Those with the most to boast about are often the most self-effacing. So it is with Robert Macfarlane, whose eight published books about nature and our relationship to it have been garlanded with honors. The first of them, Mountains of the Mind (2003), won a number of awards and was the basis of an Australian documentary last year. At 42, he’s been a fellow of Emmanuel College, Cambridge, for 17 years and, in addition to writing and teaching, is a founding trustee of the charity Action for Conservation, a patron of several others, and an active environmental organizer, notably in the campaign to save 10,000 trees in Sheffield, England.

“For 18 months they fought the council and the contractor, and they brought them to the table and have halted the fellings,” Macfarlane tells me as we sit in his office chatting over herbal tea. “And they did so by imagination, by poetry, by putting themselves on the line, protecting the trees. They were arrested, they were fined, they joined themselves around trees. Passive resistance, satyagraha. I wrote a poem for them, ‘Heartwood,’ which was set to music. The community choir sang it, and we raised thousands of pounds.” Then he exclaims, “Jane Jacobs would be proud,” alluding to the American writer and activist who argued that “downtown is for the people” and insisted that urban planning take account of humanity.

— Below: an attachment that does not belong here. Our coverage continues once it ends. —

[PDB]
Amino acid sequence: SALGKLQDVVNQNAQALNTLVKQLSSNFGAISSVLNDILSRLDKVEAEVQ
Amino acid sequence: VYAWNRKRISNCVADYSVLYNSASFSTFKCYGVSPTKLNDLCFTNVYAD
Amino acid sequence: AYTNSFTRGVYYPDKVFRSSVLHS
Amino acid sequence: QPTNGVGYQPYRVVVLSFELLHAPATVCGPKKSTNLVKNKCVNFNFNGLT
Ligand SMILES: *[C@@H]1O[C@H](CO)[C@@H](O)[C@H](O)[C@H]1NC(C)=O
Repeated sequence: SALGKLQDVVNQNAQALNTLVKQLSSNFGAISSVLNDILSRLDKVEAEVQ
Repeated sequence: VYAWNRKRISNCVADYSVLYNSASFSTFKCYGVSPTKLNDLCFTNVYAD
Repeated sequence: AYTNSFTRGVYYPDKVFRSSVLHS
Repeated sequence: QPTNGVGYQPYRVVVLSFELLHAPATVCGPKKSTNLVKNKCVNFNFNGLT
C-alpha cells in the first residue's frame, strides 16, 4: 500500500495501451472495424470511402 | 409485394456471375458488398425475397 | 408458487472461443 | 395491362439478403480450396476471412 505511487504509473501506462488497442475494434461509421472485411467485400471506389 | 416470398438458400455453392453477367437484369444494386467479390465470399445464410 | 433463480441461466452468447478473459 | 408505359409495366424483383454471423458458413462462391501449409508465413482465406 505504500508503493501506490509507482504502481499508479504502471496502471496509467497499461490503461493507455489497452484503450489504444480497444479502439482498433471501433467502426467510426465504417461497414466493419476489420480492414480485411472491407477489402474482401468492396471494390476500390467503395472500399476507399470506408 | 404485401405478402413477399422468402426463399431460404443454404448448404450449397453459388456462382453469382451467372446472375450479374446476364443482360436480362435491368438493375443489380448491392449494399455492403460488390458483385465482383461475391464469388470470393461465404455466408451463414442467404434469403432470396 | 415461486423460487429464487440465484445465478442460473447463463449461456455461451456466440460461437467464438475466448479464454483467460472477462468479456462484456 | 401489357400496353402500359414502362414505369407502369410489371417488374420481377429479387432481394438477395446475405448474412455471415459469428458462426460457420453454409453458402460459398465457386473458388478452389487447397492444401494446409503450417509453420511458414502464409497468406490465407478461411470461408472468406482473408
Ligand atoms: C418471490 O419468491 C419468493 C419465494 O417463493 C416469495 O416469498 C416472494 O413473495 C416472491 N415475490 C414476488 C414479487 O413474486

“What interests me from an Anthropocene or global perspective is that there are versions of this going on around the world,” Macfarlane says. He notes that he doesn’t see himself as a campaigning writer but rather as a writer who “sends books out into the world” in the hope that “they meet people and lodge in their hearts and minds and change the way they are in the world,” much as John Muir’s work inspired President Theodore Roosevelt to create five National Parks. Macfarlane points to a shelf of box-files containing readers’ letters (he also mentions that he’s received 10,000 emails from readers): his books have found a place in many hearts.